March has passed, so it is time to box up all of the winter items around the house. The coats, gloves, hats, and ear-warmers must be stored away on the top shelf of the walk-in closet.
I always look forward to spring, but there is something depressing about packing away all of the winter stuff. It reminds me that another winter has passed, and thus another year of life.
In an effort to lighten my mood while I put the winter attire in boxes, I think of my favorite “box” songs. Excluded from my list are songs about the sport of boxing, such as Simon and Garfunkel’s “The Boxer” and “The Boxing Mirror” by Alejandro Escoveda.
Here are the songs with “Box” in their titles to listen to while packing away winter stuff.
“Box Full of Letters” by Wilco: This catchy track comes from the band’s debut A.M., Jeff Tweedy’s first recording after the demise of alt-country group Uncle Tupleo.
“Juke Box Hero” by Foreigner: The band had many smash hits, even as they mellowed from hard rock to softer pop like this track.
“Pandora’s Box” by Aerosmith: This tune is one of the many treasures from the band’s best album, Get Your Wings.
“Put the Message in the Box” by World Party: Goodbye Jumbo was the indie band’s big breakthrough, and this track alone justifies Karl Wallinger’s departure from the Waterboys to form World Party.
“A Soapbox Opera” by Supertramp: Roger Hodgson questions the Catholic Church, saying “Father Washington you’re all mixed up” and “Sister Robinson you’re all washed up,” on this melodic tune from Crisis? What Crisis?
“Leopard-Skin Pill-Box Hat” by Bob Dylan: “Can you tell me how your head feels under something like that?” Dylan asks of the subject of this Blond on Blond electric blues tune.
“Heart-Shaped Box” by Nirvana: Kurt Cobain wrote this number one hit from In Utero after receiving a heart-shaped box from girlfriend Courtney Love.
“Crackerbox palace” by George Harrison: This track with the catchy chorus appears on the former Beatle’s 331/3 album, recorded after he lost the law suit accusing him of stealing the melody for “My Sweet Lord.”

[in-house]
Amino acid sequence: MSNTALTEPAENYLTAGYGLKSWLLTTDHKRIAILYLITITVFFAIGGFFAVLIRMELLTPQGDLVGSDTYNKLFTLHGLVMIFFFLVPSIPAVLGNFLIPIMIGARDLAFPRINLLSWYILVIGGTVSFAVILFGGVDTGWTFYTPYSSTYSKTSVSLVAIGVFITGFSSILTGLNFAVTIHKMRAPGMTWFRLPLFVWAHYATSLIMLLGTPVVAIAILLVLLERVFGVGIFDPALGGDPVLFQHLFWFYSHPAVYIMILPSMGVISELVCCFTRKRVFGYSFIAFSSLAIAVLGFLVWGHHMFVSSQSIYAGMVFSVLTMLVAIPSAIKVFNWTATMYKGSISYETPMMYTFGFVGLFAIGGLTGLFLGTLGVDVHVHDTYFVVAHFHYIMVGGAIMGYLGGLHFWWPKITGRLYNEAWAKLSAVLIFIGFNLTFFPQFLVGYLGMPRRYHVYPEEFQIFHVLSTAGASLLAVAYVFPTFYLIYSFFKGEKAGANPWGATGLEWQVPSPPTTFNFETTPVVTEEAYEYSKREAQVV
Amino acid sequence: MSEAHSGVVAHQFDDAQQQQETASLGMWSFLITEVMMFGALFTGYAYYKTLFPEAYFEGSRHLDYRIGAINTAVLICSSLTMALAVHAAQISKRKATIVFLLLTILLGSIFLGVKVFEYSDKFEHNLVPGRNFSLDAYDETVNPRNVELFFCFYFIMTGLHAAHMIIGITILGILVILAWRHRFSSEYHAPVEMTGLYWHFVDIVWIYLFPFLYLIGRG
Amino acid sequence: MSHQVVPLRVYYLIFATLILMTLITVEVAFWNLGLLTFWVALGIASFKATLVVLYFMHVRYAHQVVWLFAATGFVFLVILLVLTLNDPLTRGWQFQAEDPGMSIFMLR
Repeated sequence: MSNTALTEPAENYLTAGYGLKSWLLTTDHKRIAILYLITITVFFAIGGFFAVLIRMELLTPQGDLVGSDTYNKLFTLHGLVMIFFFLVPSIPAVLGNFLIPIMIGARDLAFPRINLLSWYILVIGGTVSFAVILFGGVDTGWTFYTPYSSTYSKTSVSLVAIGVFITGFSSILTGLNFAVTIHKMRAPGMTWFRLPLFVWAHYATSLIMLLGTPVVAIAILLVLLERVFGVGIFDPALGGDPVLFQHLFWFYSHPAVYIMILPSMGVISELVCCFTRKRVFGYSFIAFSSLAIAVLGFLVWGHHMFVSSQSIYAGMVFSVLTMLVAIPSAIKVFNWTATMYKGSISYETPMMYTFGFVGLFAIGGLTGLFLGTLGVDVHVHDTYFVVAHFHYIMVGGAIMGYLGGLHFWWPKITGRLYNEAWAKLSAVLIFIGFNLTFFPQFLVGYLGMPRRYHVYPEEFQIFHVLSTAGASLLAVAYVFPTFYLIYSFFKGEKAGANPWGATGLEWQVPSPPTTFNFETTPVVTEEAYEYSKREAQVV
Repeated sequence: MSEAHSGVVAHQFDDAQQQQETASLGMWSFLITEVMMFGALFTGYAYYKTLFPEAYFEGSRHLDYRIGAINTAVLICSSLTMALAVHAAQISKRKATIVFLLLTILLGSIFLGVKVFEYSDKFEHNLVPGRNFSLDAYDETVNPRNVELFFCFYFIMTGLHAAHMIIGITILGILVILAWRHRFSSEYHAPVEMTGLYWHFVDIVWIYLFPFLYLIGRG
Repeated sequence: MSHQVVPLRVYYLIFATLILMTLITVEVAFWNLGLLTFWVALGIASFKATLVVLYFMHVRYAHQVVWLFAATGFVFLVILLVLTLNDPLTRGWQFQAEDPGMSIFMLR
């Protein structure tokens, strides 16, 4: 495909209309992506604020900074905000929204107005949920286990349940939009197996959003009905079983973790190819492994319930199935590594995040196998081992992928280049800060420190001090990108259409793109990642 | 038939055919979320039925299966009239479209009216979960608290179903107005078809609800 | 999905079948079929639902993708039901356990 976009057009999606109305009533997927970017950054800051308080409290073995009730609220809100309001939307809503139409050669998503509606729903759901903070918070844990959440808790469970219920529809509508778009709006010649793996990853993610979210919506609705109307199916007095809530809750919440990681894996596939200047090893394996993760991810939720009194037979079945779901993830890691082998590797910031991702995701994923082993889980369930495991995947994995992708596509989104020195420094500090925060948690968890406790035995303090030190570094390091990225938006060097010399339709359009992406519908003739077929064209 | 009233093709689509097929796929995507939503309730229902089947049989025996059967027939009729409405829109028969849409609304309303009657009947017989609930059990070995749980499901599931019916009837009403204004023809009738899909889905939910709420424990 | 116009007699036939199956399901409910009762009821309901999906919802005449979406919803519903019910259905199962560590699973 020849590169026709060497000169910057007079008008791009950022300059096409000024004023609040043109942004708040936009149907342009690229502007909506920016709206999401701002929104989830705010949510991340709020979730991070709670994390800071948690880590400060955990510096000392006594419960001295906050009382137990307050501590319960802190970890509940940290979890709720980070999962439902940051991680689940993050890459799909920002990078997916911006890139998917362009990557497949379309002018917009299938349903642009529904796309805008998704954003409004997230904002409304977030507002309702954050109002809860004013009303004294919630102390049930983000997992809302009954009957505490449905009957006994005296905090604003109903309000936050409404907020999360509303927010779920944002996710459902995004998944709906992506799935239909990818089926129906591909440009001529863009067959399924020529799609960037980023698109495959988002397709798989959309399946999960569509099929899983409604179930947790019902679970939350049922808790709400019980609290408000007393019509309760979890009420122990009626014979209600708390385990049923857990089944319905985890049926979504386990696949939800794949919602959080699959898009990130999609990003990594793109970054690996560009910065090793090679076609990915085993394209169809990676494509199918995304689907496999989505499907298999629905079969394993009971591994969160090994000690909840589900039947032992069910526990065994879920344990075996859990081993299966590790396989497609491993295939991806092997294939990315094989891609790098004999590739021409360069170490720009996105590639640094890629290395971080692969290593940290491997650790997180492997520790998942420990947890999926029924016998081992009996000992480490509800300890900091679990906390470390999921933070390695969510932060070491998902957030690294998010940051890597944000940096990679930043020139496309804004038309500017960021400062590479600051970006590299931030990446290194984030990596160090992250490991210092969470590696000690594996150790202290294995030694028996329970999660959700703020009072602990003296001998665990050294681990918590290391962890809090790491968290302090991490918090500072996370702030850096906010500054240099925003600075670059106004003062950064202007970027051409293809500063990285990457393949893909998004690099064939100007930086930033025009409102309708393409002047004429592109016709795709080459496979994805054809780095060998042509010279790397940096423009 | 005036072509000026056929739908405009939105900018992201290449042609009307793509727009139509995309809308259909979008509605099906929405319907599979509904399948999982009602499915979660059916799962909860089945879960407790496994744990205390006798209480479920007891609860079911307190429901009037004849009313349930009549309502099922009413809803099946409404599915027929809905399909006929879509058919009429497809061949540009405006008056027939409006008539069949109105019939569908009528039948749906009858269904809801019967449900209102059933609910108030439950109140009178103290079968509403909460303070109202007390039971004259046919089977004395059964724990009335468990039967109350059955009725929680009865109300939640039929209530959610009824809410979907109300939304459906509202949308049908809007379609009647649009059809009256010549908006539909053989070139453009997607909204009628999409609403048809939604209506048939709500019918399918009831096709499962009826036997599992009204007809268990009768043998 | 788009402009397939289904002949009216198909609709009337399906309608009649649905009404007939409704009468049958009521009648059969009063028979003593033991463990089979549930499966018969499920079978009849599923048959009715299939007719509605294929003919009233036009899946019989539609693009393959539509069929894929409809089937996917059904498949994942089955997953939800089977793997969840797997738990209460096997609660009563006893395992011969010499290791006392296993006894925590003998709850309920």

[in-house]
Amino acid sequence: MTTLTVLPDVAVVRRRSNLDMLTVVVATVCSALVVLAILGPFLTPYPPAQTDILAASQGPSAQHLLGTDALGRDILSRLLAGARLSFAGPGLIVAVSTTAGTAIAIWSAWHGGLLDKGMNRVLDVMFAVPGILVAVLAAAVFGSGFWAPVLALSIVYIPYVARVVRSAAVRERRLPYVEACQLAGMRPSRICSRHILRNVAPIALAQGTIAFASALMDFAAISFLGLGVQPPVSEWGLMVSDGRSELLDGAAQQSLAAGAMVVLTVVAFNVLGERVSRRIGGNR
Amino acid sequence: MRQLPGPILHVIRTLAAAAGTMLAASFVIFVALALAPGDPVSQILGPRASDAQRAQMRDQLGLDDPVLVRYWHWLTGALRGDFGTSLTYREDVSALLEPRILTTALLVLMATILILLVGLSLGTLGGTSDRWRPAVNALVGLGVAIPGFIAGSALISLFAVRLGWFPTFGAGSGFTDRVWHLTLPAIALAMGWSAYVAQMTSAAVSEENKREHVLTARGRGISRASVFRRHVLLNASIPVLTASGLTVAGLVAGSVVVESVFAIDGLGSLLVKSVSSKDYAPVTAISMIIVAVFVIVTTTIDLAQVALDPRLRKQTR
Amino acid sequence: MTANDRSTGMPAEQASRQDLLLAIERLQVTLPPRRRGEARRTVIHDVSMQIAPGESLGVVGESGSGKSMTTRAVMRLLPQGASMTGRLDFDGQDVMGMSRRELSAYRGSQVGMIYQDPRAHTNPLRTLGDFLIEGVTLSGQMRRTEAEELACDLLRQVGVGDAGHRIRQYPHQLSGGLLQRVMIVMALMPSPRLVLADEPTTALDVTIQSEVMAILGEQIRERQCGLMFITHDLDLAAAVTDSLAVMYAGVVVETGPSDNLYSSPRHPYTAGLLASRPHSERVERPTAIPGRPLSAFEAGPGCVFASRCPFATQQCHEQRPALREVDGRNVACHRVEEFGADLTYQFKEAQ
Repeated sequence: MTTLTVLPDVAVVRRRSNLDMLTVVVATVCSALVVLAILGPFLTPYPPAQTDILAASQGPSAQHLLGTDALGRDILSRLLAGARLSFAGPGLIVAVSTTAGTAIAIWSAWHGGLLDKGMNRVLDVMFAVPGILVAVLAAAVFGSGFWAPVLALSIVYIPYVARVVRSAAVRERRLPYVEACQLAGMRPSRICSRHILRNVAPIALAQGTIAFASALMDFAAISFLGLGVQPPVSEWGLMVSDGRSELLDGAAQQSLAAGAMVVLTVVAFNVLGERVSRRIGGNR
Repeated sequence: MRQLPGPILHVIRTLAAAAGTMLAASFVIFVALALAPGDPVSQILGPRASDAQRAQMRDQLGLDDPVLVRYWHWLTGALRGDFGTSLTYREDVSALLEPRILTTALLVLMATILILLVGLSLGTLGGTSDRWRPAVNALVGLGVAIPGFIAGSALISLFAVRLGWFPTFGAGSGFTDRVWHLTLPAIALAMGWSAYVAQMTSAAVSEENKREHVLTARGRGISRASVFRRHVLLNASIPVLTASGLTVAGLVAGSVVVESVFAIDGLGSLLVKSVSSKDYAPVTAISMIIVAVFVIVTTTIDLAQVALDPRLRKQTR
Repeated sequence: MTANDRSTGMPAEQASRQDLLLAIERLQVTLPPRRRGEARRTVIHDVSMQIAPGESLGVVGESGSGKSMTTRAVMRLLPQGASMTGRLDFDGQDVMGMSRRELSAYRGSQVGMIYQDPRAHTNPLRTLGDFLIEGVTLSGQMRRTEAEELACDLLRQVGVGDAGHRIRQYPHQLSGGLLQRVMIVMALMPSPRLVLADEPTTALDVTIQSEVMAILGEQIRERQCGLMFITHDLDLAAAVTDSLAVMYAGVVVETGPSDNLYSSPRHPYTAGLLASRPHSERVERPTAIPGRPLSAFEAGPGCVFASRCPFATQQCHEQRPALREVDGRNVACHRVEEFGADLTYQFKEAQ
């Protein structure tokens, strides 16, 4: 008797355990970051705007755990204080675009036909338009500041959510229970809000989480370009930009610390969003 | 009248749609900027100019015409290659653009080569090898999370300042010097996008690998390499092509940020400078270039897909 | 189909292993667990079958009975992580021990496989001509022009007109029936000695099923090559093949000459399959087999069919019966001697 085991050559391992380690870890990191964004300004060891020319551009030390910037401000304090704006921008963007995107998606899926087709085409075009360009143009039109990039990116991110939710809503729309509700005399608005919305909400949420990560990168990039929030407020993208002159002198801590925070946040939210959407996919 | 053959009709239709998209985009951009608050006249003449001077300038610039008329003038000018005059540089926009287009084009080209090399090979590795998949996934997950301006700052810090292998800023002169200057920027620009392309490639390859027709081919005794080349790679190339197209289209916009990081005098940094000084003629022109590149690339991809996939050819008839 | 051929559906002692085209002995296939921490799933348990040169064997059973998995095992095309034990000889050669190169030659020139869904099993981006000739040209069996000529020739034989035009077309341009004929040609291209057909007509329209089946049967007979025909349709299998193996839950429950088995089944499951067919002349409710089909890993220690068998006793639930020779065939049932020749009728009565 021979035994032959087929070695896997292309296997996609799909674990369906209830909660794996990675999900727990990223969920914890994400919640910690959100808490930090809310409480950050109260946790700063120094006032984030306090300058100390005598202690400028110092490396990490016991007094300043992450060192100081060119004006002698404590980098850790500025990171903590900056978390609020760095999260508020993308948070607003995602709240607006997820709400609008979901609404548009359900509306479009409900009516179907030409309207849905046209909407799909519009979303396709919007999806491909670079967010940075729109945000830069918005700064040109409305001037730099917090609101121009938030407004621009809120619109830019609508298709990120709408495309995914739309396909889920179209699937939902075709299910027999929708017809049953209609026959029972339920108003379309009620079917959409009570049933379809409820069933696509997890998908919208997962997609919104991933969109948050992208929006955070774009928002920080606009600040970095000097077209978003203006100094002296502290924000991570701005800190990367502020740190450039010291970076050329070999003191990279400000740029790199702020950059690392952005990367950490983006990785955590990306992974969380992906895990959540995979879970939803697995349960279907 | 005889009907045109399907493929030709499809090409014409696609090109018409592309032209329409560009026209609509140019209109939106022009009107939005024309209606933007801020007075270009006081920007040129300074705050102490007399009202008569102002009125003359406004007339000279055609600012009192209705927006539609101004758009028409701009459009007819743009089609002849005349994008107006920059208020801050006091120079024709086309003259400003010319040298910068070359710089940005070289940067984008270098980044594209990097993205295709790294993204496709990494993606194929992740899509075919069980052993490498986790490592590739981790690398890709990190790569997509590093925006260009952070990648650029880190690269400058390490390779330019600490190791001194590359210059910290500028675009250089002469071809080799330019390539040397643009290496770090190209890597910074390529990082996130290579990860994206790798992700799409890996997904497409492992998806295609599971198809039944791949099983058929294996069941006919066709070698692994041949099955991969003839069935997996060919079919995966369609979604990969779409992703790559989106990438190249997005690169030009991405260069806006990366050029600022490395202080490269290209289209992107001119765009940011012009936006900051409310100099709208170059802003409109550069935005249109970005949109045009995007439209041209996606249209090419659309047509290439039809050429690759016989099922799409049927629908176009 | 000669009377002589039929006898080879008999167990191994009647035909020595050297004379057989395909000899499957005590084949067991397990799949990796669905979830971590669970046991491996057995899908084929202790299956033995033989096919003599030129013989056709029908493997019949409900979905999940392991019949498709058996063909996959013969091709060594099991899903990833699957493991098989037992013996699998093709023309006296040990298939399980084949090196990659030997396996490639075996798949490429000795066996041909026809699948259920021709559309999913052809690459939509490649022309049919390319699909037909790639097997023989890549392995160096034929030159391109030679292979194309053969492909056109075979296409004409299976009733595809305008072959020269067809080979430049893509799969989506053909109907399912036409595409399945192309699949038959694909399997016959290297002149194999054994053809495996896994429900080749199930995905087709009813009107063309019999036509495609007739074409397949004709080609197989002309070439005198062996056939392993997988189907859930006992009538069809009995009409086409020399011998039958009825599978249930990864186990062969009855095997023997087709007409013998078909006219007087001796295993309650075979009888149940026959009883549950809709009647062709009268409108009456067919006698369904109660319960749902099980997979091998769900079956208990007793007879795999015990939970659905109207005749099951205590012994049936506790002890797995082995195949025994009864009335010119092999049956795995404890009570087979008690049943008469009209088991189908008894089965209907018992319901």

“Box Full o’ Honey” by Duran Duran: This tuneful song is the delight from Red Carpet Massacre, recorded twenty years after the band peaked with tracks such as “Rio” and “Hungry like the Wolf.”
“Rox in the Box” by the Decemberists: The indie band continued its brand of anglo pop-rock on the this track from the album The King Is Dead, a worthy follow-up to The Crane Wife and Picaresque.
“Squeeze Box” by the Who: One of the band’s biggest hits from By the Numbers, this tune written by Pete Townsend about an accordion has a country flavor that is absent from almost the rest of the band’s entire catalog.
“The Box” by Johnny Flynn: The folk band addresses homelessness on this ballad, which opens the A Larum album.
“John’s Music Box” by the Mamas and Papas: This instrumental is simply the sound from a music box that closes the Deliver album.
“Box” by Tokyo Police Club: Both of the indie band’s EPs include this track, whose pop-rock would fit in nicely on either Champ or Elephant Shell.
“PO Box 9847” by the Monkees: Though not as well-known as “Daydream Believer” or the quirky “Tapioca Tundra,” this tune has the catchy chorus and sweet vocals that made the band so endearing to millions.